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#1 Basic

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Posted 05 June 2017 - 10:42 PM

Anyone considering or too little too late?

 

https://www.apple.com/au/imac-pro/specs/ 

 

I've heard of issues with over heating with the late 2014 models. I wonder if this has been addressed?

 

Who is it actually aimed at? 3D?



#2 ianfreeze

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Posted 06 June 2017 - 12:44 AM

Not considering this one, per se, however it does give me hope. The fact that they're willing to drop an 18 core proc into an iMac makes me wonder what they'll throw in the future Mac Pro. Theres real hope that I won't have to move to Windows after all...



#3 Basic

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Posted 06 June 2017 - 01:55 AM

Yeah I know what you mean. I have been holding out for 3 years now and ive read that much on windows i'm very tempted. In saying that though i'd like to hear some tests when they come through. I've got the original 5k iMac and although great for what I want will soon start to slow down. 

 

Holding out for the Mac Pro?



#4 scott frizzle

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Posted 06 June 2017 - 05:07 PM

I agree that the revamped iMacs are more of a sign of hope than a truly professional solution for high end users.  As stated above, if they are willing to go that far with the iMac Pro, then the next Mac Pro *should* be the animal we've all wanted it to be for years. I'm very reluctant to switch to Windows but certainly not against it, especially considering my late 2013 Mac Pro is now seriously outclassed by any new Windows workstation.  I already feel like I've waited too long so it's probably 50-50 odds that I get a serious Windows workstation as a hedge, and see what happens with Apple over the next year or two.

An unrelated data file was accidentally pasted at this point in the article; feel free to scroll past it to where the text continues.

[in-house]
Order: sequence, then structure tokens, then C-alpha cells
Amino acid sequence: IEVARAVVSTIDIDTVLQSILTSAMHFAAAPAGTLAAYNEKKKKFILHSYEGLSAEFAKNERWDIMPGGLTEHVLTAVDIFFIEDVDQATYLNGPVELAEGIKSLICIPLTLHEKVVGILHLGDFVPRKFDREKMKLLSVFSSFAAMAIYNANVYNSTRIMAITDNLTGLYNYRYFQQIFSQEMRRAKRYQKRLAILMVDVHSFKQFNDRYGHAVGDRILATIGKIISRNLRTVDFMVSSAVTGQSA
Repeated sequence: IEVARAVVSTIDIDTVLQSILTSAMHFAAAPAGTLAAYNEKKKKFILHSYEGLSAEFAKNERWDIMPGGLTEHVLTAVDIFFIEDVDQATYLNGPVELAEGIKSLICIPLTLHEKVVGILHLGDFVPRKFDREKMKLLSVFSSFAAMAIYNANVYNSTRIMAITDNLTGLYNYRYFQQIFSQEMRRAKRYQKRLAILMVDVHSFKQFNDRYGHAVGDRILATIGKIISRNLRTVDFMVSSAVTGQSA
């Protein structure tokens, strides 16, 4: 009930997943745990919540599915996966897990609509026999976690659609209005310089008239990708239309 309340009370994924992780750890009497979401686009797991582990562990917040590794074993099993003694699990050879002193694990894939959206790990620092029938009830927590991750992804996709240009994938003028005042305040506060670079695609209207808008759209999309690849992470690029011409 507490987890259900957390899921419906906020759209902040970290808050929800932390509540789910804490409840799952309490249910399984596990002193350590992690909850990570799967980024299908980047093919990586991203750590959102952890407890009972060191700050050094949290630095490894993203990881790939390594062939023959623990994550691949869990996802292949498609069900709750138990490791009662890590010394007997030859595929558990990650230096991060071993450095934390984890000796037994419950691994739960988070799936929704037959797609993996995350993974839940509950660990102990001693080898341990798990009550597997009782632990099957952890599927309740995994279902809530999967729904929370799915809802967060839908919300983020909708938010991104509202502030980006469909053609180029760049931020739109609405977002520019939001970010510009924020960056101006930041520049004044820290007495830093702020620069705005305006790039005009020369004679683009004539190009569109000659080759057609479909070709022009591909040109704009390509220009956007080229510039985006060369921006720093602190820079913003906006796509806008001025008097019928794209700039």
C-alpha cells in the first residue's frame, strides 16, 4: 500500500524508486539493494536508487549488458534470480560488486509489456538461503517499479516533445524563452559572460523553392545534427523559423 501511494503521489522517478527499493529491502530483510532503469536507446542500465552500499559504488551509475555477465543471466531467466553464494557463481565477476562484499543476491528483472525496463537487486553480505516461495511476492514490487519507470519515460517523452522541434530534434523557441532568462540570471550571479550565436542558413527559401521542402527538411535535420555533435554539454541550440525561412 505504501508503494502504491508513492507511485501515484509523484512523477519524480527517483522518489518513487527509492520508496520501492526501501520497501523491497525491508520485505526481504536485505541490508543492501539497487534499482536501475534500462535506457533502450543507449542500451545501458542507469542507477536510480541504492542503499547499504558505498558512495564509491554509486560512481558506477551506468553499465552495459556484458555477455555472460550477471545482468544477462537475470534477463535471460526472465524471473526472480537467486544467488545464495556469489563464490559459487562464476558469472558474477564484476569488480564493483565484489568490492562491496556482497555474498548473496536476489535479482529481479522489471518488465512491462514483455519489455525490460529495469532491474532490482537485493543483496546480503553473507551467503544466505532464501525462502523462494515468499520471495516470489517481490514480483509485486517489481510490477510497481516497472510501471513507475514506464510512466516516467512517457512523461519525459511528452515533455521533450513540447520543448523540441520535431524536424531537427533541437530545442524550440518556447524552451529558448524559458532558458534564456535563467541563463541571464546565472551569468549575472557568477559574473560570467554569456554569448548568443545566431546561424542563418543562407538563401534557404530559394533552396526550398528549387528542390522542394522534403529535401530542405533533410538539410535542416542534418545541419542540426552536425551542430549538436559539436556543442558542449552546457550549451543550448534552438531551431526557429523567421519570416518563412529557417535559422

It seems that we have VR to thank for Apple's new found interest in performance.  Without it I'm not sure Apple wouldn't have let their pro machines die a slow, quiet death.  I do wonder how much of the high end market will be left once they finally roll out a new Mac Pro though.  I think they are going to need something beyond a stylish box with performance on par with the Windows world to break back into that market in a significant way. Perhaps something involving Metal 2 or some other Apple specific technology to differentiate?  Time will tell.



#5 ianfreeze

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Posted 06 June 2017 - 06:38 PM

Metal & Metal 2 are interesting to me. Writing those APIs while the companies that make the GPUs also write their own versions (CUDA & OpenCL) seems redundant. Unless they are planning to start building their own GPUs... which would be interesting to say the least.

 

 

Holding out for the Mac Pro?

 

 

Yes. It's going to cost as much as a car, but I'll have my column view dammit.

 

Unrelated side note, I'm glad there are still a few die hards out there that still come to mograph.net every now & then. I really love this place.


Edited by ianfreeze, 06 June 2017 - 06:38 PM.


#6 Carey

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Posted 06 June 2017 - 10:39 PM

Unrelated side note, I'm glad there are still a few die hards out there that still come to mograph.net every now & then. I really love this place.

 

All 3 of us.

We love you too.



#7 oeuf